What Should You Do If You Have a Wrongful Death Claim?
If you’ve found this page after the wrongful death of a loved one, the first thing we’d like to do is offer our deepest condolences for your loss. Losing someone to another person’s reckless or negligent behavior is devastating. While we can’t do anything to undo their actions, we can help you in other ways.
That starts by holding individuals accountable for the actions that led to your loved one’s untimely death. An experienced attorney can help by advocating for your loved one while you focus on piecing life back together in other ways. Our team will guide you through legal proceedings and eliminate as many additional headaches and heartaches as possible.
We realize that legal action won’t undo the wrongdoing you’ve faced, but it can provide a sense of comfort knowing that justice has been served.
If you believe your family is entitled to compensation, a wrongful death lawyer might be able to help you. Call us at 706-995-5122 to a free consultation as soon as possible.
What is a Wrongful Death Claim?
A wrongful death claim is a civil lawsuit. It seeks compensation from the party who negligently caused the death of your loved one. It’s important to note that this is not a criminal proceeding. It will not result in prison time or fines with a conviction.
Instead, wrongful death lawsuits seek financial compensation from the at-fault party. Some of the most common examples of wrongful death claims arise from car accidents, motorcycle accidents, trucking accidents, or medical malpractice.
These lawsuits have two main components: personal injury damages and future impact claims. The first portion of the lawsuit is akin to a regular personal injury claim that would have been filed by the injured party. As the surviving loved one, you can file the claim on their behalf.
The second claim type involves the loss of companionship and financial support that you would have expected, had the life of your loved one not been cut short.
These are complex claims which come at one of the most challenging times in your life. That’s why it’s important to have an experienced attorney on your side. Contact Massey Law Group to discuss your case.
Who Can File a Wrongful Death Claim?
The right to file a wrongful death claim varies across state lines. Alabama and Georgia provide dramatically different guidance on who can file these claims, which is why it’s important to work with an experienced attorney who can help you navigate the process.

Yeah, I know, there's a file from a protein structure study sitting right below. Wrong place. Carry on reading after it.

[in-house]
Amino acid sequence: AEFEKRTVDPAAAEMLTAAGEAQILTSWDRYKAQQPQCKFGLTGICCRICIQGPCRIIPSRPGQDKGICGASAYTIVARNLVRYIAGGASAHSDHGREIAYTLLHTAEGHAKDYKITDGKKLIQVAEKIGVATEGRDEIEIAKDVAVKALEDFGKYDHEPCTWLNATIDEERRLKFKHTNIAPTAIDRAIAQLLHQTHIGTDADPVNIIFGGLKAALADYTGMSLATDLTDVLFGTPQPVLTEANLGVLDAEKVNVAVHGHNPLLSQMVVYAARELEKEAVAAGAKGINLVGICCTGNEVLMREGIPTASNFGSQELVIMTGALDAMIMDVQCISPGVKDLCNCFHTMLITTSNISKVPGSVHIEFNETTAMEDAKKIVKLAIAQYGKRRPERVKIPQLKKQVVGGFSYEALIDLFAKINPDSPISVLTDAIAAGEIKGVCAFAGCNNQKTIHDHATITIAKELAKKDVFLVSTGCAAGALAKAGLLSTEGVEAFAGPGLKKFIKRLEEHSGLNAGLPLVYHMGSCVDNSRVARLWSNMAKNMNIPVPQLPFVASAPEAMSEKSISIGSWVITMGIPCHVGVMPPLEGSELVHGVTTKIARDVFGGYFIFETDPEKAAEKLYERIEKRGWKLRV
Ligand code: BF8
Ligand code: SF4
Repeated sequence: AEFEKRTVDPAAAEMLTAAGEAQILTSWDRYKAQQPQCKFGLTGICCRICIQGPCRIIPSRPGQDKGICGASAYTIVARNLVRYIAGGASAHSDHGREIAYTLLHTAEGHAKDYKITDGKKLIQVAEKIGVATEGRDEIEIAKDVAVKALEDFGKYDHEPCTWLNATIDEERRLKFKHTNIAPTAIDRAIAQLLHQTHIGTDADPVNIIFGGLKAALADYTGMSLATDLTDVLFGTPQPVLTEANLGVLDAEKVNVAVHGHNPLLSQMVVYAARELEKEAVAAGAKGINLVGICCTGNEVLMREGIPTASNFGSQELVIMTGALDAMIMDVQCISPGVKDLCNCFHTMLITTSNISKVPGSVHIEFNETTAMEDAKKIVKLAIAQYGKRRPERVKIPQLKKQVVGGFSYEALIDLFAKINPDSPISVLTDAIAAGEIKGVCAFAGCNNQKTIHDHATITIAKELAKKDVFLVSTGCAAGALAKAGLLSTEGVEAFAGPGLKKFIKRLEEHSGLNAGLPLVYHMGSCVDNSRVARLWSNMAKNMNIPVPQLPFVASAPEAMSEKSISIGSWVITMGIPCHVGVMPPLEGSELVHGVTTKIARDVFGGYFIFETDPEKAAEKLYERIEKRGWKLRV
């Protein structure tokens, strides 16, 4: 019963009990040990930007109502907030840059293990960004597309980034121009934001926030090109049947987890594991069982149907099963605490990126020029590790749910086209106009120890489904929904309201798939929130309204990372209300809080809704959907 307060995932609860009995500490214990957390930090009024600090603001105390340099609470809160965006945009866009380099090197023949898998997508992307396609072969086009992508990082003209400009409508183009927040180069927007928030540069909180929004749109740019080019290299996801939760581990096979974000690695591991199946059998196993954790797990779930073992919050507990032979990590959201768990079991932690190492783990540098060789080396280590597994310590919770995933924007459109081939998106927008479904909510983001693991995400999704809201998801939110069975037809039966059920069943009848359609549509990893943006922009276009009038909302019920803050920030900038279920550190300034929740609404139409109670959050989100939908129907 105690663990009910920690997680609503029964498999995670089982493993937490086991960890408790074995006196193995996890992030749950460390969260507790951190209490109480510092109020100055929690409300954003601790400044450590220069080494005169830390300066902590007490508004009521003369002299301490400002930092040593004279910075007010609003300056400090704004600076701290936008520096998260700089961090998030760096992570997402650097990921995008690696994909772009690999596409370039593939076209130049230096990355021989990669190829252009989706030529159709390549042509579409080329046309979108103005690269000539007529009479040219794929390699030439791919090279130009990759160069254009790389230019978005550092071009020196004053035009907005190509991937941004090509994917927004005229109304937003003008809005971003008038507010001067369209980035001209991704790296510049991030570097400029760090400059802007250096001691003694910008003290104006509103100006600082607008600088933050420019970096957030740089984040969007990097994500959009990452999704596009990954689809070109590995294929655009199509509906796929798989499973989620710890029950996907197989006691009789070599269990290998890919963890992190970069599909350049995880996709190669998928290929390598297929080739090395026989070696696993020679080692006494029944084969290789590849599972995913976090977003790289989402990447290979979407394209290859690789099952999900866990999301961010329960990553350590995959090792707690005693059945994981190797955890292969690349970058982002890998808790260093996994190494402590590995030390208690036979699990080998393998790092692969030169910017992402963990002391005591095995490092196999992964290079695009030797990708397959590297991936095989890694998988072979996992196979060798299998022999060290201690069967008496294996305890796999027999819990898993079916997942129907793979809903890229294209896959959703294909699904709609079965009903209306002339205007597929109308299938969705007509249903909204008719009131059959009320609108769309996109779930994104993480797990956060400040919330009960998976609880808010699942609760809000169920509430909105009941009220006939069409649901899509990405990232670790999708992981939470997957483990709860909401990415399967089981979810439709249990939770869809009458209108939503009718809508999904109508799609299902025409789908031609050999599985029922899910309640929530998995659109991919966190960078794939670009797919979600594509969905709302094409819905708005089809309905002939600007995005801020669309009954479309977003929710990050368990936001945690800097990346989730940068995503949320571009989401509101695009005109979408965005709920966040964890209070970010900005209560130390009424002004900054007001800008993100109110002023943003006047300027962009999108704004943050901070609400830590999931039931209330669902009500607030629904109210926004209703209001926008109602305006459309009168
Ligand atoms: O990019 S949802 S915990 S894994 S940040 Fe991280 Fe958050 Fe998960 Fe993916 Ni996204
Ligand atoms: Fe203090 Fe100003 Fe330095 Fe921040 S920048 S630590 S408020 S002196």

Under Georgia law, the following individuals have the right to file a wrongful death lawsuit.
1. Spouses: The decedent’s spouse, if married, typically has the first right to file a wrongful death lawsuit. Both Alabama and Georgia allow spouses to file these claims.
2. Children: Oftentimes, the child of a deceased person can also file a claim. However, Georgia only allows children to bring a claim if there is no surviving spouse who can do so.
3. Parents: If the deceased person does not have a surviving spouse or children, then his or her parents may file a wrongful death lawsuit under Georgia law.
a. If the parents are separated or divorced, the division of any money recovered through the wrongful death lawsuit is within the court’s discretion.
b. Also, if one of the parents abandoned or failed to provide for the deceased child, the law may prohibit that person from filing a claim altogether.
4. Estate Representative: A designated legal representative of the deceased’s estate may also file a wrongful death lawsuit. Any recovery from the claim would then be sent to the estate account and paid out to beneficiaries per the guidelines of the estate. Probate courts often oversee this process.
Alabama law has much stricter requirements. Only the estate’s personal representative, or executor, can file a wrongful death claim. When no executor has been identified in a will, an Alabama probate court will appoint someone to serve in this role.
What Are the Statute of Limitations in a Wrongful Death Claim?
The statue of limitations for any personal injury case is important. For wrongful death claims, you generally have two years from the date of death to file your claim. This is true in both Alabama and Georgia.
There are, however, several exceptions to this rule. For example, if the wrongful death occurred as a result of a government entity, there is a one-year statute of limitations. In Alabama, there are certain factors which can limit the statue of limitation time to six months.
While you may not want to think about lawsuits soon after the death of a loved one, these limitations – particularly the clauses which shorten the time to file claim – make it essential to reach out to an experienced attorney if you think you have grounds for a wrongful death claim. The team at Massey Law Group can help you through this process. Contact us today at 706-995-5122.
Contact an Experienced Personal Injury Attorney
There is no pain like that of losing a loved one. The impact can be both emotionally and financially devastating to families, and that pain can be worsened with the knowledge that an accident was avoidable. While we cannot undo the injustice that caused your loss, we can help hold reckless and negligent individuals accountable for their actions.
Our goal is to bring you comfort during a difficult time and to ease the financial burden of your loss so that you can focus on healing and recovery.